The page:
Reports of a mystery dog illness, which presents itself like a respiratory sickness, have left dog owners throughout the U.S. concerned.
According to an updated November release by the Oregon Veterinary Medical Association, they have received more than 200 reports of "atypical canine infectious respiratory disease" from Oregon veterinarians.However, the New Hampshire Veterinary Diagnostic Laboratory, said they have been investigating this mystery illness since as early as the summer and autumn of 2022.
New Hampshire's lab said they began analyzing respiratory specimens from New Hampshire cases, but they have also been testing samples from a handful of other states including Oregon and Colorado.We spoke to Arizona officials to ask them about the mystery illnesses present in the state and ask them how dog owners can keep pets safe.
When did this illness arise?
Dr. Melissa Thompson is the vice president of animal welfare and medical services at the Arizona Humane Society. She said the illness is not new, it is just receiving more media attention.
"It is new because it is very publicized now, but the first cases were actually noticed back in August of 2022 back in New Hampshire," Thompson said.
What does the illness look like?
New Hampshire labs have found through their preliminary research that the illness may be a bacterial infection and not a virus, Thompson pointed out.
"People assume it is a virus but the work that they have been doing on it, it seems that it is a bacterium."
Thompson said that most respiratory diseases dogs contract present very similarly. She compared it to humans having a runny nose and sneezing. It could be a cold, it could be the flu, COVID or a multitude of other things. Just as these diseases have similar clinical signs in humans, respiratory diseases in dogs present similarly.
She listed the following signs to look out for in your dog.
● Loss of appetite
● Labored breathing
● Nasal discharge If your pet is presenting any of these symptoms, Thompson recommends contacting your local vet.
How serious is this illness?
Brian Serbin, a doctor of veterinary medicine at the Ingleside Animal Hospital in Phoenix, said the dogs who are diagnosed typically have a chronic cough of 6-8 weeks, and some of the dogs have pneumonia. The antibiotics they typically prescribe to dogs who have respiratory diseases usually do not work on this illness, Serbin said, but that does not mean the illness is not treatable. "From my understanding, there have been dogs that have died from this," Serbin said. "But I think more dogs have recovered or survived," Thompson said not to panic at this point in time. "The dogs that have been getting sick, they are actually noting, they seem to be a little sicker than what we see with a general kennel cough or cold," Thompson said. "They tend to be more lethargic, they tend to develop pneumonia more, than we see with our typical canine cough or cold."
How will dogs with this illness be treated?
Serbin said the way to diagnose this illness is usually to rule out the other respiratory illnesses that they currently have tests for. This includes viruses, bacteria and fungal infections such as Valley fever. Serbin said he is going to stock an antibiotic called Chloramphenicol, should any cases come to Arizona. "I read a report the other day of a dog responding to Chloramphenicol," Servin said. "It is an older antibiotic that has been around for some time. It is not used that much because it is not used in human medicine, but we use it in the veterinary field." Thompson said care will depend on how sick the pet is when they come to the vet, but the following methods may be completed for treatment depending on the type of care the pet needs.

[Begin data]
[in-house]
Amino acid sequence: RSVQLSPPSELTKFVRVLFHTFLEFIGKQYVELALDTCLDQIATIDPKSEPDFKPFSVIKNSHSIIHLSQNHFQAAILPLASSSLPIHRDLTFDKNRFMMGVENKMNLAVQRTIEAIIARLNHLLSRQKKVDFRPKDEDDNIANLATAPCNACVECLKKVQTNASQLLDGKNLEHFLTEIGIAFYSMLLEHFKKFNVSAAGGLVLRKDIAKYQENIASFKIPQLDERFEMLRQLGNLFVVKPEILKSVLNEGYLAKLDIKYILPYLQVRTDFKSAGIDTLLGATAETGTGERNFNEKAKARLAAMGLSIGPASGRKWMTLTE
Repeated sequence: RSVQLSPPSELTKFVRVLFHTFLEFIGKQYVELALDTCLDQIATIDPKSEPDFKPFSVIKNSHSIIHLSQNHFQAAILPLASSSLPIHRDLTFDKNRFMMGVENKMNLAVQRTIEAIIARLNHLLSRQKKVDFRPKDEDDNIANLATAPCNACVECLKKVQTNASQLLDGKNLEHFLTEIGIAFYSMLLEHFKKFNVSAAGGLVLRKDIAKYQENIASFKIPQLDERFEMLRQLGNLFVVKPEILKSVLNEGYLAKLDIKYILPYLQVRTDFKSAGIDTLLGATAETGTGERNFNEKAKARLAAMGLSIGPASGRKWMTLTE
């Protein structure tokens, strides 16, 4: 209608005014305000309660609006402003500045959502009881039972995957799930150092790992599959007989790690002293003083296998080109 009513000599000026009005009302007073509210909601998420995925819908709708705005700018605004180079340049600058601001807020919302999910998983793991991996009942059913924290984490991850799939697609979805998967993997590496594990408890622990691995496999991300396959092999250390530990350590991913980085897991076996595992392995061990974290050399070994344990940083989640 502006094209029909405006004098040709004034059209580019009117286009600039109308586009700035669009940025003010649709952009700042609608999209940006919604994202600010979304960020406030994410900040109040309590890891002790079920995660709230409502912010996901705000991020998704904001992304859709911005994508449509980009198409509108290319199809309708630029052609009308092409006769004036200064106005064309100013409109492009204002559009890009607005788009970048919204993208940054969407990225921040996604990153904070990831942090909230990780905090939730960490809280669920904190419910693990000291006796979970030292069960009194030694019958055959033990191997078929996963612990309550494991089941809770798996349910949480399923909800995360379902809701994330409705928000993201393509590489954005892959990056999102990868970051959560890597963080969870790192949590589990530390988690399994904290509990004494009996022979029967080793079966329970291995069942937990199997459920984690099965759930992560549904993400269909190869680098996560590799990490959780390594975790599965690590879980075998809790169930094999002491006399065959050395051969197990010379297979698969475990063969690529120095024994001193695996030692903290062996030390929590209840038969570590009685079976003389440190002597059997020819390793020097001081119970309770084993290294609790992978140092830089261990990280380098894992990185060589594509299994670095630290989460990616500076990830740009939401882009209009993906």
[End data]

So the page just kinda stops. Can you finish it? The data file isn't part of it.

● An X-ray of the chest
● IV or fluids
Are there any cases in Arizona?
Thompson said there were two dogs in Arizona back in October who were suspected to have this illness, as they had previously traveled to a dog show in Oregon before they traveled back to Arizona and showed symptoms. Thompson said there have been no more reported Arizona cases at this time, but it is important to remember that this illness has been circulating since 2022 and it may have come and gone through Arizona already. Serbin said he himself has not been made aware of any cases in Arizona yet.
How can I keep my dog safe?
Serbin said the main thing to do is to avoid exposure to other dogs, especially in places such as doggy day cares and boarding places where you do not know the other dogs. He said the isolation time for a dog who has been diagnosed with an illness is 28 days and the isolation time for a dog showing symptoms is 14 days. Thompson said it is important for pet owners to get their pets out and have them exercise, but to be cautious while doing so. She gave the following tips for keeping your dog safe.
● Keep them up to date on any current vaccines.
● Extra protection for dogs with weaker immune systems.
● Do not let your dog share water with other dogs.
● Stay away from sick dogs.
● If your dog is sick then keep your dog home.
● If you are worried about your pet, do not let them interact with dogs you do not know on walks.
Serbin stressed that this illness only affects dogs, as far as they are aware. "It does not affect other animals and it does not affect people," Serbin said. "There is no concern for the public, meaning I am not worried about me coming down with a respiratory tract issue because of this and I am not worried about other types of animals like cats and birds and horses and cattle ... there is no concerns this will affect them in any way as far as we know."
Arizona Republic USA TODAY NETWORK